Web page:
O'Neil has re-told the story from Greek myth 'curse on the house of Atreus', and modernized it according to our times , Lavinia is Electra, Orestes is Orin, Ezra Manon is Agamemnon , Christine is Clytemnestra. he has skipped the part dealing with Helen an Paris and has replaced it by creating another forbidden love of Abe Manon and the nurse who gave birth to Adam Brant and Adam Brant is Augustus from the old Oresteia by Aeschylus.
This really is a masterpiece. While it may sadden your heart out, it is wonderfully written and prone to so many wonderful readings. A reworking of the classical Greek tragedy of Electra, set in America after the Civil War, it is a dream raw material for any theater director. i've seen many good renderings and I believe any actor who pulled off one of the roles in this can be credited with true talent :)
exciting play. i went on a weekend trip to ireland, and read one play in about an hour in between destinations. o'neill does a fantastic job building suspense in each act and at the end of each play. you'll be excited to see where the characters end up at the end of the play. i can't say that it was too shocking, as o'neill gives clear juxtapositions between characters and you aren't surprised to see where they ultimately end up. but then again, i feel that that is inevitable when you can read a ...more
Jim Leckband
Finally a masterpiece! I've been reading the Library of America's collection of O'Neill plays and have been intrigued by the growth of the artist through one-acts and weird experiments, but hardly any play worked all the way through until this one.

The structure is based on the Oedipus/Electra myths but for once O'Neill does not overtly force the symbolism and lets the Orin/Lavinia characters stand as there own beings, rather than stand-ins. There are Greek play nods, such as a little chorus here
Sarah Barry
This play is really fascinating, especially if you are familiar with the Oresteia. (I'd suggest reading that first if you haven't.) But, oh my god, O'Neill's stage directions are just too much for me sometimes. I'd really like to see this on stage, though.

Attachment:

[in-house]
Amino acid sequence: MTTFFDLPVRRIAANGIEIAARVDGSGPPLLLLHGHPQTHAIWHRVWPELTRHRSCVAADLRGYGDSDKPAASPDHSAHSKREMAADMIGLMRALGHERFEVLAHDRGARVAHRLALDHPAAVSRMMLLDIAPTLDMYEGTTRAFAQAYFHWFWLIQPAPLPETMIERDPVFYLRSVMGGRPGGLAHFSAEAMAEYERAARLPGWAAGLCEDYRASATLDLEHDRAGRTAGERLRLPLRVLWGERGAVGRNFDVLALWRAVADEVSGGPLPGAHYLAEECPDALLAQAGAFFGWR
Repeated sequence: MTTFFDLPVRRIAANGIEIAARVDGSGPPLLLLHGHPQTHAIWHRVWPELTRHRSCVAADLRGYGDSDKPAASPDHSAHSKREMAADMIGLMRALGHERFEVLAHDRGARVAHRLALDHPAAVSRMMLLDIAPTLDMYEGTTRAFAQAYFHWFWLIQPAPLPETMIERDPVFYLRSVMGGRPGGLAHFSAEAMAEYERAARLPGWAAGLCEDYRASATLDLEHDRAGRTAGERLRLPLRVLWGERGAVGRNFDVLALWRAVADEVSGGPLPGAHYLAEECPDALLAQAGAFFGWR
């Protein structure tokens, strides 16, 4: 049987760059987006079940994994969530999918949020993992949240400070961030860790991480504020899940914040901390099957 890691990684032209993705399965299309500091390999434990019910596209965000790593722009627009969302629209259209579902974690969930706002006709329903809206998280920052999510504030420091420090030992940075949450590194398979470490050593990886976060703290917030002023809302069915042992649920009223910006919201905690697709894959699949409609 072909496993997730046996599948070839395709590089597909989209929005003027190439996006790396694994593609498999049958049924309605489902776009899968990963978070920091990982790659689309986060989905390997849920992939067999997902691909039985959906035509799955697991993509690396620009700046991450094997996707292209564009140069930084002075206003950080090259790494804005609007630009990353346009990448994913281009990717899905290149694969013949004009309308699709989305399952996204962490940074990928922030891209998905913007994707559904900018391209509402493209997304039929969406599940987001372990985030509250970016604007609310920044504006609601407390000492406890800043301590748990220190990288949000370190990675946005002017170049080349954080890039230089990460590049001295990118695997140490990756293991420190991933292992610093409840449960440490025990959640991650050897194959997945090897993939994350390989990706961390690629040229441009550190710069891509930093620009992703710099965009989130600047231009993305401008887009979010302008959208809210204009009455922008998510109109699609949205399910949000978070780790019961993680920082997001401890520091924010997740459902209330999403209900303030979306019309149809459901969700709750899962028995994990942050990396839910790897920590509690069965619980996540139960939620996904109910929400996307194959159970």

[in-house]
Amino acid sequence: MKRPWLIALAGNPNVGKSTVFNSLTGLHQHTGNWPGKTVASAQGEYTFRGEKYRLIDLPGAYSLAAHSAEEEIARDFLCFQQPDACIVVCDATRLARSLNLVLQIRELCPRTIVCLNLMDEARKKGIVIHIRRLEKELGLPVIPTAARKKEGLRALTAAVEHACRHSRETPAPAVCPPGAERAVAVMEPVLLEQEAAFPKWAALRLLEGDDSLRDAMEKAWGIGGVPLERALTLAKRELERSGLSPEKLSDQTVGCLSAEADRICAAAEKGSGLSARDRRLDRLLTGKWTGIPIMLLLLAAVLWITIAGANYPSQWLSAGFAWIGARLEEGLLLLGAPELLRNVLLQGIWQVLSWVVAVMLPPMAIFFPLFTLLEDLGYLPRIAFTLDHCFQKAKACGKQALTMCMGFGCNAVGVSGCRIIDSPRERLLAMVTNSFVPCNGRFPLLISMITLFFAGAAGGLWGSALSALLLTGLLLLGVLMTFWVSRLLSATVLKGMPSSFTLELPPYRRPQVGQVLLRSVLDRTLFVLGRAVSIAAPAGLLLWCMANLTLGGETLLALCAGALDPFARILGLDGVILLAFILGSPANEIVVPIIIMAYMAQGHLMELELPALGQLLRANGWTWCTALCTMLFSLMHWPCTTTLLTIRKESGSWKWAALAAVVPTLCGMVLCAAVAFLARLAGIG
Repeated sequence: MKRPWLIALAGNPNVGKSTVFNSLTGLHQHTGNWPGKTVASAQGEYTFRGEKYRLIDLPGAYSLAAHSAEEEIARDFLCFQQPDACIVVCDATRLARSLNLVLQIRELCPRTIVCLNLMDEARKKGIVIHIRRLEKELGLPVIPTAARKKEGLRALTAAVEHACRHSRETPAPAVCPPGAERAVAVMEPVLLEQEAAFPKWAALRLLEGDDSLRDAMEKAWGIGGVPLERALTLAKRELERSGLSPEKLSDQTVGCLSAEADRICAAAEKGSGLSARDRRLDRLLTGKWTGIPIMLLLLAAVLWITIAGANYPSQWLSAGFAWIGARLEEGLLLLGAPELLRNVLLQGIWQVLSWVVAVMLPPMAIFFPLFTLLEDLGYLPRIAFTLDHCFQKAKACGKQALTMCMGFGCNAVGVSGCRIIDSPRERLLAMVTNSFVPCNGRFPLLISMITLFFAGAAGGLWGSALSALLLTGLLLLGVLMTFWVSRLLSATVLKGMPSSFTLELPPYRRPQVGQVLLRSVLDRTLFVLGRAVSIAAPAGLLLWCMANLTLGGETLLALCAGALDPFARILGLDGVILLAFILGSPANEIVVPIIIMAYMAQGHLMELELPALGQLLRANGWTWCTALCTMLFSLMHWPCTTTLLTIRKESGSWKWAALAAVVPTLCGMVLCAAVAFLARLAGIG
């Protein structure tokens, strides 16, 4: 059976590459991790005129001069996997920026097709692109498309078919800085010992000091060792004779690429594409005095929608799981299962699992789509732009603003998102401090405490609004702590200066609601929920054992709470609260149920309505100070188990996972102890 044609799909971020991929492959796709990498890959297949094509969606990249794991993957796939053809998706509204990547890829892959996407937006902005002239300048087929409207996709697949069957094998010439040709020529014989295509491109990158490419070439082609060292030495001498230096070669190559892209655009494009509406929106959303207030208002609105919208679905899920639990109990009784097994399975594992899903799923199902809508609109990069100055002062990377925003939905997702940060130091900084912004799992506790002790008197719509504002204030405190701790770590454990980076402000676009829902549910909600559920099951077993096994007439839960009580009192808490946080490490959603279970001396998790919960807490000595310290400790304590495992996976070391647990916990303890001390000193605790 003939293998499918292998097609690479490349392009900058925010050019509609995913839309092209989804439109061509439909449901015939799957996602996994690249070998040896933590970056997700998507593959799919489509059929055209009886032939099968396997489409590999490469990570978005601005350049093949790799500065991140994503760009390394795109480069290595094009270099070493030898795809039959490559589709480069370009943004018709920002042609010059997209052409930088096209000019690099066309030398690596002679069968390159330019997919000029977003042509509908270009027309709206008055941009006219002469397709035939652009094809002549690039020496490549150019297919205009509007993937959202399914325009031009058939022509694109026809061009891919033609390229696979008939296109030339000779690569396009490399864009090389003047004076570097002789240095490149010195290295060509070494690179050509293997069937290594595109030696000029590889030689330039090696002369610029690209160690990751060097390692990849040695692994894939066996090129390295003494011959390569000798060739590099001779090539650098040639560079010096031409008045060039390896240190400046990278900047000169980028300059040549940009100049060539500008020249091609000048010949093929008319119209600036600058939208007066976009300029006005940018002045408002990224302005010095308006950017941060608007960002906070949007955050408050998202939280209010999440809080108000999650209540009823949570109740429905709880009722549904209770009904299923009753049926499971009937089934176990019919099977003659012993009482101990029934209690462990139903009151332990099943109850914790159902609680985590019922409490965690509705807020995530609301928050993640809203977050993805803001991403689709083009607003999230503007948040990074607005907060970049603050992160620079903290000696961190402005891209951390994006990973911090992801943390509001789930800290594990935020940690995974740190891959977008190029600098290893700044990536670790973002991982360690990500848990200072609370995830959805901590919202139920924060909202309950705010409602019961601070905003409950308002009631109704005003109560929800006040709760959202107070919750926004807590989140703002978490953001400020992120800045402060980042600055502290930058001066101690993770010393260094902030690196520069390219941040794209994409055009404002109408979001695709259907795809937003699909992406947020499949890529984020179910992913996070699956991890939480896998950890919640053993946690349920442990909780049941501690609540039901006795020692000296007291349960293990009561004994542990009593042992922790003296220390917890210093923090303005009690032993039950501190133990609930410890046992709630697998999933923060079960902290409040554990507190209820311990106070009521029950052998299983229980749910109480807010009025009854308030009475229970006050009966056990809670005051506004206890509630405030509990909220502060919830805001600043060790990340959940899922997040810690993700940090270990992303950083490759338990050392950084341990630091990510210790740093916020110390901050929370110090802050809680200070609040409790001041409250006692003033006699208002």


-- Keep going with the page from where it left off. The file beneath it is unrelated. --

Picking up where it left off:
Momina Masood
Modeled on the Orestes/Electra myth, this play, like Sartre's The Flies, is a potent and depressing account of human wickedness and brutality, though a little less oppressive than the former. It is also suggestive of the Freudian Oedipus/Electra complexes and you can see the play from any one perspective, if you're not familiar with both (the myth and Freud). I wouldn't recommend this to anyone because of its dark and depressive themes but it is written very well and O'Neill manages to keep the ...more
I didn't think it was possible to adapt the story of Electra into anything good, much less an adaptation into fairly recent times. Yet O'Neill did it, and very well. He transforms the story, yet keeps it the same; you know what's going to happen [if you know the story] and yet you don't, not really.
I liked the three separate parts, each with multiple levels; it made the play more complete and thorough; like other works of his, it almost seems more a novel than a play. Which I like. But thi
Mar 06, 2014 ☯Bettie☯ rated it 3 of 5 stars
Recommends it for: Laura, Carey, Casnewydd Hydra - all BBC listeners
To find Karen suggest I look for the film...

Description: A three-part reworking of themes from Greek tragedy, the plays are set in New England in 1865, just after the Civil War. A returning victor, General Ezra Mannon (Agamemnon), is poisoned by his unfaithful wife Christine (Clytemnestra) and then avenged by his son Orin (Orestes) and daughter (Lavinia). With Orin's subsequent suicide, Lavinia (the Electra of the title) becomes a fatalistic recluse in the Mannon mansion. The author was four tim